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Using Virtual Reality Underwater Is Weird (but Fun)

Sure, you can soar or swim in VR. Just put on a headset and jump in a pool.
February 20, 2017
A smartphone and a snorkeling mask are two of the key parts of a prototype virtual-reality headset that works underwater.

No matter how well virtual reality mimics the sights and sounds of flying, floating, or swimming, it’s impossible to feel that you’re really doing those things when your feet are planted firmly on solid ground. So Stephen Greenwood and Allan Evans are making a VR headset that you can wear underwater.

Greenwood, director of creative development at Discovery Digital Networks, and Evans, cofounder of headset maker Avegant, started working on it in December after talking about what it would be like to combine an isolation tank—where you float in a dark, silent room, alone—with virtual reality.

So far it’s just a side project (and a silly-sounding one at that), but Greenwood and Evans can envision it being developed for entertainment, scuba-diving simulations, or physical therapy. Virtual reality is still in its infancy as a consumer product, and beyond a smattering of games, films, and applications it’s still not clear how we’ll use it; they see this as one option for making VR feel much more captivating than it typically does.

“I think there’s a little more of a suspension of disbelief when you’re in a radically different environment,” Greenwood said. “When you don’t have a sense of the ground or gravity or what’s up or what’s down, it makes it that much more believable.”

Their underwater VR gear is nothing more than a rudimentary prototype, but it does work. The computer and display come from a waterproof Android smartphone, which is attached to a 3-D-printed block of plastic that acts as a spacer between the handset and a snorkeling mask. The mask, covered in black tape to keep light from leaking in, has two biconvex lenses—like the ones you’d find in the simple, handheld Google Cardboard—glued to the inside. A plain old snorkel lets you breathe, and audio comes from a Finis underwater MP3 player that uses bone conduction to transmit sound.

They’ve been trying it out at Greenwood’s apartment building, which has a pool (a rarity in San Francisco). On a sunny, chilly afternoon this month, I jumped in and tried it out myself.

The first experience had me floating above the International Space Station while David Bowie’s “Space Oddity” played on a loop. I found that I didn’t want to do much moving; it was relaxing to just hang, suspended in the water (though the visuals made it feel more like outer space), occasionally twisting around to see what was behind, above, or below.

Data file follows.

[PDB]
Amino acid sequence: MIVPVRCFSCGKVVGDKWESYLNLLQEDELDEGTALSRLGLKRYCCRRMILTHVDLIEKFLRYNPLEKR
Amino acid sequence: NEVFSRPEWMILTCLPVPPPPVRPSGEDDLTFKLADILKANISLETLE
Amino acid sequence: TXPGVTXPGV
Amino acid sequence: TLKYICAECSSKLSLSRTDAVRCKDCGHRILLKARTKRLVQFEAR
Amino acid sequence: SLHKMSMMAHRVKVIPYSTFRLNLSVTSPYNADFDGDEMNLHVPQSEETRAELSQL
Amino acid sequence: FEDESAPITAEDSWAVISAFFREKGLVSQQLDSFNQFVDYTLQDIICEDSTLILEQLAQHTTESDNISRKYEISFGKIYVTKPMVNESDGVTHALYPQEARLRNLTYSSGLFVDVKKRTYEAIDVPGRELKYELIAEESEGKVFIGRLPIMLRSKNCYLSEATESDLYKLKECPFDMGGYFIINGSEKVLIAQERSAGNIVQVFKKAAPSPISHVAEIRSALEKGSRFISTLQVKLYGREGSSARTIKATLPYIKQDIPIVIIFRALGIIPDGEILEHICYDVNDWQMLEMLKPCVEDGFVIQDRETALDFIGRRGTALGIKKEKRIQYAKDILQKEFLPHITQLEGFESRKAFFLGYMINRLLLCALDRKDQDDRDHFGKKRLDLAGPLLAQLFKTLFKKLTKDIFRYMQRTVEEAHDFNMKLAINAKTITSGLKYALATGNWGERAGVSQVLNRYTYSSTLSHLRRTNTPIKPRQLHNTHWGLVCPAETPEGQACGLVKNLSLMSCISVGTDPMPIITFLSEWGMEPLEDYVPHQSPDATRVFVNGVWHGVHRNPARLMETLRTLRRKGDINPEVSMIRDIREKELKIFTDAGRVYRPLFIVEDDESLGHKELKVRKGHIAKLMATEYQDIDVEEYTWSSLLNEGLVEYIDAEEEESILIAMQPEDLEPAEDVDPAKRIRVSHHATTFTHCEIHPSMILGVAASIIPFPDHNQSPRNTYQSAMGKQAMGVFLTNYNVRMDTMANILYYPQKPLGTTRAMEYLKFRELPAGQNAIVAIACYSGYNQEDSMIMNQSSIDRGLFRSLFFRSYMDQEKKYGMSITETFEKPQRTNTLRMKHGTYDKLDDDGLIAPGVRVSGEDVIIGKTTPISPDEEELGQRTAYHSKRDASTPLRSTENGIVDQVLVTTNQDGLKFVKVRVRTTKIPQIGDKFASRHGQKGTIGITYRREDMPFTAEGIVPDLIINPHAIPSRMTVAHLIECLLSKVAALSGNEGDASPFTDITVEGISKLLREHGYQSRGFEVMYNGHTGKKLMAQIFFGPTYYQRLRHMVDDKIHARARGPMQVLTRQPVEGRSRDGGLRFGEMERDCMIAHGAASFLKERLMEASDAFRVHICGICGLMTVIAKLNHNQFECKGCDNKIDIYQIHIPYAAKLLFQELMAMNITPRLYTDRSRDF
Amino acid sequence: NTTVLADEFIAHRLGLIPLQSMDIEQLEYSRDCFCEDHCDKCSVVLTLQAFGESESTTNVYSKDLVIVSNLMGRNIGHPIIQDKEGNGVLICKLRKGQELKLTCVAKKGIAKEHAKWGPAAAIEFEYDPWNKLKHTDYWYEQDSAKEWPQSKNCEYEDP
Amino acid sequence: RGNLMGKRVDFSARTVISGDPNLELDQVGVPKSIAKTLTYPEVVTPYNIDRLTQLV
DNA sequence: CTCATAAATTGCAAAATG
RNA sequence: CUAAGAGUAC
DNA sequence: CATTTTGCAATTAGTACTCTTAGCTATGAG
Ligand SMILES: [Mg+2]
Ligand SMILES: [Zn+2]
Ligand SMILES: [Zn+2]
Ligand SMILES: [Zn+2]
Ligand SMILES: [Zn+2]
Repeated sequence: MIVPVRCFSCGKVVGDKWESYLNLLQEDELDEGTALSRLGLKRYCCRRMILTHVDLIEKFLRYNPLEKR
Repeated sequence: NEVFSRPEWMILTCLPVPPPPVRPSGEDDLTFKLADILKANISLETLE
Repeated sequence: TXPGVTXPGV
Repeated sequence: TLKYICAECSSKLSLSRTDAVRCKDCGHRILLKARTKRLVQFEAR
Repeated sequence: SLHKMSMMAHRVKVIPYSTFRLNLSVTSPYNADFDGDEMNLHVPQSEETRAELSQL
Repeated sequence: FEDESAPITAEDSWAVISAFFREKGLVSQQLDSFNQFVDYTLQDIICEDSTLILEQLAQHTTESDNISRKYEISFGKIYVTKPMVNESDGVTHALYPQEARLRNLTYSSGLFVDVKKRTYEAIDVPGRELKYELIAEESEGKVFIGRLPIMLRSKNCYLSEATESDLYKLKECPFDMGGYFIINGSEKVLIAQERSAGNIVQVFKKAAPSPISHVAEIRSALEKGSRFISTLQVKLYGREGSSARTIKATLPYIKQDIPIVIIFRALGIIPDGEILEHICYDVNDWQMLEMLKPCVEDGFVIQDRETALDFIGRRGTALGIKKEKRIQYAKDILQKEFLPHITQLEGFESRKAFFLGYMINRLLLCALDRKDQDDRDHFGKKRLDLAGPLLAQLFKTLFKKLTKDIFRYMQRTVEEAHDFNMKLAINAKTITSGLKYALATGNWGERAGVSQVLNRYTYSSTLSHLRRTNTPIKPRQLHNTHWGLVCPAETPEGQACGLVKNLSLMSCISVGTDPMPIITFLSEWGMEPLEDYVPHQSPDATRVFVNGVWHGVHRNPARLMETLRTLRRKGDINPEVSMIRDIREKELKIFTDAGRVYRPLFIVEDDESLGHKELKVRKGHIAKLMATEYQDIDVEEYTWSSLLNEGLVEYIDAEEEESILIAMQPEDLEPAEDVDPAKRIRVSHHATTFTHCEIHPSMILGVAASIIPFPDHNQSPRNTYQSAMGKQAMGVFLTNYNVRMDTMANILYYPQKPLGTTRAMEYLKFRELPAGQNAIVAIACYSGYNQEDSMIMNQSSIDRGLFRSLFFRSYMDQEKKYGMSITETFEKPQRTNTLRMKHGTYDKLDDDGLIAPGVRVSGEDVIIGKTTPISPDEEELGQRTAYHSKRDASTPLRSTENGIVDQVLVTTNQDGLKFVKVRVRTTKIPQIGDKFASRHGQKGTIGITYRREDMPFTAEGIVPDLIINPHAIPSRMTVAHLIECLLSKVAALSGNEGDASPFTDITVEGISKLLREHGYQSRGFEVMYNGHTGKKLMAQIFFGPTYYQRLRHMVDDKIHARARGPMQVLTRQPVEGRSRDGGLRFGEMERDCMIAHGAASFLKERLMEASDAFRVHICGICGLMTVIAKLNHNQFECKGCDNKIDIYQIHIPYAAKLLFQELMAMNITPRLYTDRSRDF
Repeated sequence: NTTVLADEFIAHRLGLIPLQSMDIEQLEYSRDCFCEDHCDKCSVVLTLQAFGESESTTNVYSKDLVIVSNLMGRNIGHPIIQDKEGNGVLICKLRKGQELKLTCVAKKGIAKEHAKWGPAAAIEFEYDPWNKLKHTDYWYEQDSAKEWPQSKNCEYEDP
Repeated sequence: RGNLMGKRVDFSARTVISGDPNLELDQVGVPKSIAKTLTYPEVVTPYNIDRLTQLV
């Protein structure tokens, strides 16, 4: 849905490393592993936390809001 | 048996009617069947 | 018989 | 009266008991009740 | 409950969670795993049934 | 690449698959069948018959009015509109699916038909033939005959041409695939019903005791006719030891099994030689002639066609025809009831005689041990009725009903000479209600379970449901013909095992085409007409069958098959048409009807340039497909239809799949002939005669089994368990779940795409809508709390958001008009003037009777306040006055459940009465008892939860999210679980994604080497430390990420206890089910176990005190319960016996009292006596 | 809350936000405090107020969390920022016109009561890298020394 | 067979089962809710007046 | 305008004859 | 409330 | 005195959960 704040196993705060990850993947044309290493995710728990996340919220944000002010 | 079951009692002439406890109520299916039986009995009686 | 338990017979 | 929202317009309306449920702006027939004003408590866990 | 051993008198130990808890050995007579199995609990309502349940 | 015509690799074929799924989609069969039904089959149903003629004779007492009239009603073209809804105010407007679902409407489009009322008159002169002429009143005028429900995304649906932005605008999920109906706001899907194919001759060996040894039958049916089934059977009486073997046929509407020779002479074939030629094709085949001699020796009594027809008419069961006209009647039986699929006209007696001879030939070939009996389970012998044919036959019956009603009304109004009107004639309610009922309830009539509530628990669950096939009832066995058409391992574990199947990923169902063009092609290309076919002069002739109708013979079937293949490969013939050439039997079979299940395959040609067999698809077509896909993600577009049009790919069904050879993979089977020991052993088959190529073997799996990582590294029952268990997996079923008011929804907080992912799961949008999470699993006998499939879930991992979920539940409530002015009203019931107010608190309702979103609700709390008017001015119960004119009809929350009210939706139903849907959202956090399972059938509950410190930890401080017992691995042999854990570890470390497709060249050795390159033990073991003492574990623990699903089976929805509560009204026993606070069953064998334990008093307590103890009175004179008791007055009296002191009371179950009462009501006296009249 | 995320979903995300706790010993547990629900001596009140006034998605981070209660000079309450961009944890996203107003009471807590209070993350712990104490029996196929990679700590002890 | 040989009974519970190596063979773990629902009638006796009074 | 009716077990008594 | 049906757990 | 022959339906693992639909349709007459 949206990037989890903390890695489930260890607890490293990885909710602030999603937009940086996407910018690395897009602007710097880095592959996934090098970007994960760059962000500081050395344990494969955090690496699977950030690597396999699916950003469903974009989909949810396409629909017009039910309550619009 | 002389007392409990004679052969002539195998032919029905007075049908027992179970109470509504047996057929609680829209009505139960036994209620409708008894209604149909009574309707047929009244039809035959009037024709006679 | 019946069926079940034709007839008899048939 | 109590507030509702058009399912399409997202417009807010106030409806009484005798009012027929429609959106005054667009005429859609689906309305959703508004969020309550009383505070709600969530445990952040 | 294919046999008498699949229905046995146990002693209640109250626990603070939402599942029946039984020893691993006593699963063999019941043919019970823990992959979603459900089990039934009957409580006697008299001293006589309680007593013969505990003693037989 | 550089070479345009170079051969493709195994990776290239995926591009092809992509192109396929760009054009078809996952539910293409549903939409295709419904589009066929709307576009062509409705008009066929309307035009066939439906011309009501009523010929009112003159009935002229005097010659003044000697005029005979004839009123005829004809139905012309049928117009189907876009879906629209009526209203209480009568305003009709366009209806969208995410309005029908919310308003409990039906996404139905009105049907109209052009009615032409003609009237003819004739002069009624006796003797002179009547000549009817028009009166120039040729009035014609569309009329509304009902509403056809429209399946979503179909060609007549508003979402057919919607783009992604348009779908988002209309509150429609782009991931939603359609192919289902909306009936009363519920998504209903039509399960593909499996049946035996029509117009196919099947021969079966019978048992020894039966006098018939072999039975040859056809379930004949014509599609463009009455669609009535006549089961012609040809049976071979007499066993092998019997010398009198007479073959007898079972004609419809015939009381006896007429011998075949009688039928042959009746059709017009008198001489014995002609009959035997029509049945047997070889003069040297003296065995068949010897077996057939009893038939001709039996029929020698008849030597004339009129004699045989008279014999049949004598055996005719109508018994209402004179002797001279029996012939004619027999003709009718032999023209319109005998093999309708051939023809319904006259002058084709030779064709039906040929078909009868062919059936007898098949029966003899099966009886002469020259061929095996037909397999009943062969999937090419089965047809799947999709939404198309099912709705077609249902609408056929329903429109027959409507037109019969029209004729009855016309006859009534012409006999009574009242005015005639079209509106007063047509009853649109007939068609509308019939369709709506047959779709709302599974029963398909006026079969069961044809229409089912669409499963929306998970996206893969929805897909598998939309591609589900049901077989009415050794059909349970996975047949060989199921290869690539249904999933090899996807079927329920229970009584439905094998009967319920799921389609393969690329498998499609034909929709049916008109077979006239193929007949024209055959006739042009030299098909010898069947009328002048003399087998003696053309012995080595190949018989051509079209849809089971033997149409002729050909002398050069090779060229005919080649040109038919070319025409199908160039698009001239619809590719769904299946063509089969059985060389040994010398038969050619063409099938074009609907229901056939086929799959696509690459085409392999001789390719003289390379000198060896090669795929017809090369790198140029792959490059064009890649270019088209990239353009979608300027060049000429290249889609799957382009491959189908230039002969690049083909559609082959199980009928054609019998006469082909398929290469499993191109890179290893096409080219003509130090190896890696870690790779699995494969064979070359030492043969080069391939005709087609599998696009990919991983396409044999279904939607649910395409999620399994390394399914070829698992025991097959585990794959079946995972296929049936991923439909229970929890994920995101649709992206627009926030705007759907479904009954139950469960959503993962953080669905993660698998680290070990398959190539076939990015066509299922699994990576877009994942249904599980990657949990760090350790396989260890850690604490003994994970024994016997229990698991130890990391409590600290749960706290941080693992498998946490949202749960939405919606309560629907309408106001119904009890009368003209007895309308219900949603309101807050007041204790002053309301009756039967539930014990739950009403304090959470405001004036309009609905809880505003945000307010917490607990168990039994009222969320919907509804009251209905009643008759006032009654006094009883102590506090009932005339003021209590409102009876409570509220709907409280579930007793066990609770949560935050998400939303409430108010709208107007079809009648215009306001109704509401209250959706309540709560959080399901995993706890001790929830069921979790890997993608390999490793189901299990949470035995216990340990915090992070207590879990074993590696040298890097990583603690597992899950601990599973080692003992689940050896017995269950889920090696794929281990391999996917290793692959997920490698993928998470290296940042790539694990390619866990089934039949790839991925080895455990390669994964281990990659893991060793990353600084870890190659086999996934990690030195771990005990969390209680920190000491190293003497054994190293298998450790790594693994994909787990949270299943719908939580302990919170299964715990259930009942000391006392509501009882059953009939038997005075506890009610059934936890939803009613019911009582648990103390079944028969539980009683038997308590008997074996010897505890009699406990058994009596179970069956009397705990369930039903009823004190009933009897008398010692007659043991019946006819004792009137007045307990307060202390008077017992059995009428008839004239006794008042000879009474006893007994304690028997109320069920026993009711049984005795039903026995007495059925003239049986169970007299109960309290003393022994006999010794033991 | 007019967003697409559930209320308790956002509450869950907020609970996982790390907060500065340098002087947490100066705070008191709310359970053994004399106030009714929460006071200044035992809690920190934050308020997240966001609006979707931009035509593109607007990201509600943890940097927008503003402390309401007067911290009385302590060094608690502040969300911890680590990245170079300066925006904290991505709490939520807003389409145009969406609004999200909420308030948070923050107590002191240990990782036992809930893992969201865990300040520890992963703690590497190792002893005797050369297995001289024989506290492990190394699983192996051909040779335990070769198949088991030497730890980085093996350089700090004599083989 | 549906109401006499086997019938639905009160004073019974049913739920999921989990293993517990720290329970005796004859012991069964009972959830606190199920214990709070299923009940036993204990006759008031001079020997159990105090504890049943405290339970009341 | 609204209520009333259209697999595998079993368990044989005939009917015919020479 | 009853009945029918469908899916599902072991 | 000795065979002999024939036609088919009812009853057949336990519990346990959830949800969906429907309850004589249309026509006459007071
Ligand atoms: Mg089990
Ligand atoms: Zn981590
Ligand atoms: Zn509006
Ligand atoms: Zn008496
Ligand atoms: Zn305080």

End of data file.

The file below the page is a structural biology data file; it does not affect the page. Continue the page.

After I’d spent some time checking out the ISS—minutes, probably, but it was hard to tell how much time passed—Greenwood switched to another VR experience that was a little closer to my reality: an underwater scene with colorful fish, peppy jazz music playing in the background. Hanging out with the fish was a little more fun, despite the fact that water started seeping into the snorkel mask as I swam in circles to investigate the world around me.

I quickly realized that the headset is about as advanced as Google Cardboard at this point. There’s head orientation tracking, but no tracking of your head’s position in space. This means you can turn around to look at different things, but your view of the virtual world through the goggles doesn’t change as you swim around.

This is especially weird if you’re making an effort to swim in one direction, as I did while checking out the fish, because the visuals make you feel as if you’re not actually moving even as your arms and legs are flailing. And it means you have no way to know if you’re about to smack into the side of the pool (Greenwood served as my spotter from the pool deck, but every time I touched the rough walls of the pool the spell was momentarily broken).

In hopes of improving this, Greenwood said, he and Evans are working on building a positional tracking system that communicates with the phone in the headset and can work underwater; lights and cameras, which can be used on terra firma, don’t work so well in that setting. He won’t give specifics beyond saying it involves sound and magnetics to calculate depth.

Despite the simplicity of the setup, however, it was easy to forget about the outside world and just enjoy the weird virtual one below the surface. I didn’t stay down there too long—the day was ending and the pool was getting cold—but I’d like to go back soon.

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